18th-19th century officers who were "one of the lads"?

May 2019
82
Earth
#1
Given the social/class barriers that were sometimes present between military officers and men between the 18th-19th centuries (particularly in forces where men purchased a commission or came from an aristocratic background), I'd like to hear any available accounts of officers from this time-range who were known for maintaining a high degree of familiarity with their men (e.g. eating together rather than in the officers mess, engaging in leisure activities with the enlisted men, establishing informal friendships with them, etc.)

Officers like this have existed in other eras of military history (particularly junior officers, for obvious reasons). I'm not looking to get into a debate over whether this is a good leadership style or not, I'd just like to hear examples of 18th-19th century officers who went beyond the normal rank-to-rank interactions to the extent that they became accepted as "one of the lads" among their enlisted men.
 
Feb 2016
4,358
Japan
#2
Most officers got to know their men.

Few would have tried to be “one of the lads” as that would have diminished their standing amongst the rank and file.
Soldiers expected their officers to be gentlemen.
 
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Chlodio

Forum Staff
Aug 2016
4,081
Dispargum
#3
If that sort of thing did happen it was more likely to have occurred in a militia unit rather than in the regular army. At least in the US, some militia units, what later came to be called the National Guard, were almost like social clubs with some applicants being black balled by the men already in the unit. I've heard of a few stories over the years where a civilian boss was a private in the militia while his employee was a lieutenant. On drill weekends they reversed roles.
 
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May 2019
82
Earth
#4
Most officers got to know their men.

Few would have tried to be “one of the lads” as that would have diminished their standing amongst the rank and file.
Soldiers expected their officers to be gentlemen.
I'd suspect if they were conscripts or press-gang victims they wouldn't care much what their officers were like, as long as they didn't make their lives miserable...

If that sort of thing did happen it was more likely to have occurred in a militia unit rather than in the regular army. At least in the US, some militia units, what later came to be called the National Guard, were almost like social clubs with some applicants being black balled by the men already in the unit. I've heard of a few stories over the years where a civilian boss was a private in the militia while his employee was a lieutenant. On drill weekends they reversed roles.
Good point, I'm definitely not excluding militias and irregulars from my question.
 
Feb 2016
4,358
Japan
#5
Well no. Soldiers, then at least, resented officers from the same background as them. Saw them as equals therefore having no place to order them about.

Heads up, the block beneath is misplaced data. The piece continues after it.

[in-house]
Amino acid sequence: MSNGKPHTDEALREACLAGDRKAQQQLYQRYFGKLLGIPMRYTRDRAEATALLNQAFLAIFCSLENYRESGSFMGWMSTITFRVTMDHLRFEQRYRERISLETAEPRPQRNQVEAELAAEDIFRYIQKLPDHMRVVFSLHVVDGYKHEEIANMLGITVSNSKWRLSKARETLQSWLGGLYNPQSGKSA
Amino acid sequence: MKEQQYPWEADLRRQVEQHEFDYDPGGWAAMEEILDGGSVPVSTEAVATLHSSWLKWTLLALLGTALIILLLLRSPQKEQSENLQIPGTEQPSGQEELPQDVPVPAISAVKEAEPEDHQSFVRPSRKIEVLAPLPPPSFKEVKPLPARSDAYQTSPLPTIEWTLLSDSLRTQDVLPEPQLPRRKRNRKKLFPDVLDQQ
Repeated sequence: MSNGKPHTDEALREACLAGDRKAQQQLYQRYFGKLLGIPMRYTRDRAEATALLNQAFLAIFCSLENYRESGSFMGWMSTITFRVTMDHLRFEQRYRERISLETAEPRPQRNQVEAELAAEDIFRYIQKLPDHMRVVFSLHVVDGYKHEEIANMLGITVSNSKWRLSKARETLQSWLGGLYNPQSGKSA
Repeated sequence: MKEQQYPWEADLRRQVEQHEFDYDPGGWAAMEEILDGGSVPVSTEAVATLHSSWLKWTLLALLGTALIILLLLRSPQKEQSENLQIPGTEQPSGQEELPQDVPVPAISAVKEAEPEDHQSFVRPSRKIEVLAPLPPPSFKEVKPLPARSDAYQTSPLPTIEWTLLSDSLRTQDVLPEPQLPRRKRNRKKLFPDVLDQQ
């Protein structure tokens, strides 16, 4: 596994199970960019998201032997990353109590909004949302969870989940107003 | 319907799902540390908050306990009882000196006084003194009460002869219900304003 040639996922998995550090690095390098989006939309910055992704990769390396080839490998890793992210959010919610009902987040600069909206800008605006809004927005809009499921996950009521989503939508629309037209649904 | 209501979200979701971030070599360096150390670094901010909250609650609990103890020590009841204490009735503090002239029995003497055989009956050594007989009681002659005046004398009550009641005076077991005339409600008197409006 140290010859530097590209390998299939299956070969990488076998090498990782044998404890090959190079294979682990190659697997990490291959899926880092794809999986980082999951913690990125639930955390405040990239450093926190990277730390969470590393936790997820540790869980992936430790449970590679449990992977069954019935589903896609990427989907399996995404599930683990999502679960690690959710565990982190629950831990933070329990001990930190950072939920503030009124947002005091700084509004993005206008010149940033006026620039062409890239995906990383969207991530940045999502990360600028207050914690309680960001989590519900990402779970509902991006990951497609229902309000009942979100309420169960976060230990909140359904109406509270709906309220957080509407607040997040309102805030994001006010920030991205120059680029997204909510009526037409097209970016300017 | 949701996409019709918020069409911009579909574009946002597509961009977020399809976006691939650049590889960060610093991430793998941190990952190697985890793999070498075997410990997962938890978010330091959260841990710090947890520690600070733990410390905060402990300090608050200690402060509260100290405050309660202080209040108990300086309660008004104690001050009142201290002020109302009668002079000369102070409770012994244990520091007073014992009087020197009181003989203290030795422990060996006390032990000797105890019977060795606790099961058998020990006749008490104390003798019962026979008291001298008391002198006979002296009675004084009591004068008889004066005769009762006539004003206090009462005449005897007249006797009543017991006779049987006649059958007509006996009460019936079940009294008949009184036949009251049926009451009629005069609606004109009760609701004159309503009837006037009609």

Of course most men wanted an officer who knew what he was doing, was firm but fair and cool under fire.
 
May 2019
82
Earth
#6
Well no. Soldiers, then at least, resented officers from the same background as them. Saw them as equals therefore having no place to order them about.
Interesting, what sources did you get that info from? Any accounts of enlisted men voicing resentment because an officer was too familiar with them?
 
Sep 2012
1,043
Tarkington, Texas
#7
Patrick Cleburn "retired" from the British Army and moved to America. When the Civil War started the men made him Captain of his Militia Company. He was soon commander of the Regiment. He was a Major General and Division Commander when he fell at Franklin.

Pruitt
 
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May 2019
82
Earth
#8
Patrick Cleburn "retired" from the British Army and moved to America. When the Civil War started the men made him Captain of his Militia Company. He was soon commander of the Regiment. He was a Major General and Division Commander when he fell at Franklin.

Pruitt
Interesting, was it common practice in the ACW for militias to elect/nominate their officers from among the group like that? From Chlodio's post above, it seems the relationships between officers and men in these groups were notably closer than in the regulars, and ranks could be interchangeable...
 
Sep 2012
1,043
Tarkington, Texas
#9
In the beginning, American Militia companies routinely elected their officers. Later on the Governors of the state often appointed them. See "Glory" to see how two Lieutenants went from Lieutenants to Regimental ranks (Shaw was given Colonel). When the Civil War started, not all the Militia Companies volunteered. The Louisiana Militia raised 12,000 men in Companies loosely based on the local Militia Company that were sent to the Army of Northern Virginia and Army of Tennessee. Louisiana had a number of Militia Companies in New Orleans with Spanish names and represented a number of ethnic groups. My favorite was the Slavonian Rifles.

Pruitt
 
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